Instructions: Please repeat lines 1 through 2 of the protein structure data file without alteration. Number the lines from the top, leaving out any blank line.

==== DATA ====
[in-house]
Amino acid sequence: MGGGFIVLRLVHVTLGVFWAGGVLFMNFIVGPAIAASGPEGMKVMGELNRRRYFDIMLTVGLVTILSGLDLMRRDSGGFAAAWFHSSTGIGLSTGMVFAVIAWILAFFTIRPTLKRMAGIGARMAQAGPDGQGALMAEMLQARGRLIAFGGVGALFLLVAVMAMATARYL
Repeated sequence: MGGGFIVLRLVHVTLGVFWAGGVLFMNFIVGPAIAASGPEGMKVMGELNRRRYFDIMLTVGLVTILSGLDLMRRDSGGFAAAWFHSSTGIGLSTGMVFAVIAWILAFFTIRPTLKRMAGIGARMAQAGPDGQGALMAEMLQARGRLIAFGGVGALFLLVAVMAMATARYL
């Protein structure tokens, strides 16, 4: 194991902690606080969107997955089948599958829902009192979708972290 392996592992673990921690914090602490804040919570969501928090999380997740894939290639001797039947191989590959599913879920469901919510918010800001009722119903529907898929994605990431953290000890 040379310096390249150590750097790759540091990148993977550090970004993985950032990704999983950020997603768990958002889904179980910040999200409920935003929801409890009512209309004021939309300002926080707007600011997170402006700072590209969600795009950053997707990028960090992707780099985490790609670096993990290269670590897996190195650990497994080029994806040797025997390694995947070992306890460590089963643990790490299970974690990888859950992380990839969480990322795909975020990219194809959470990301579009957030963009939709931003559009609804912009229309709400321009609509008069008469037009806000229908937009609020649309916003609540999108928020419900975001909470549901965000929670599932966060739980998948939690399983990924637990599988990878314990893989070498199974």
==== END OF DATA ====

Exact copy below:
[in-house]
Amino acid sequence: MGGGFIVLRLVHVTLGVFWAGGVLFMNFIVGPAIAASGPEGMKVMGELNRRRYFDIMLTVGLVTILSGLDLMRRDSGGFAAAWFHSSTGIGLSTGMVFAVIAWILAFFTIRPTLKRMAGIGARMAQAGPDGQGALMAEMLQARGRLIAFGGVGALFLLVAVMAMATARYL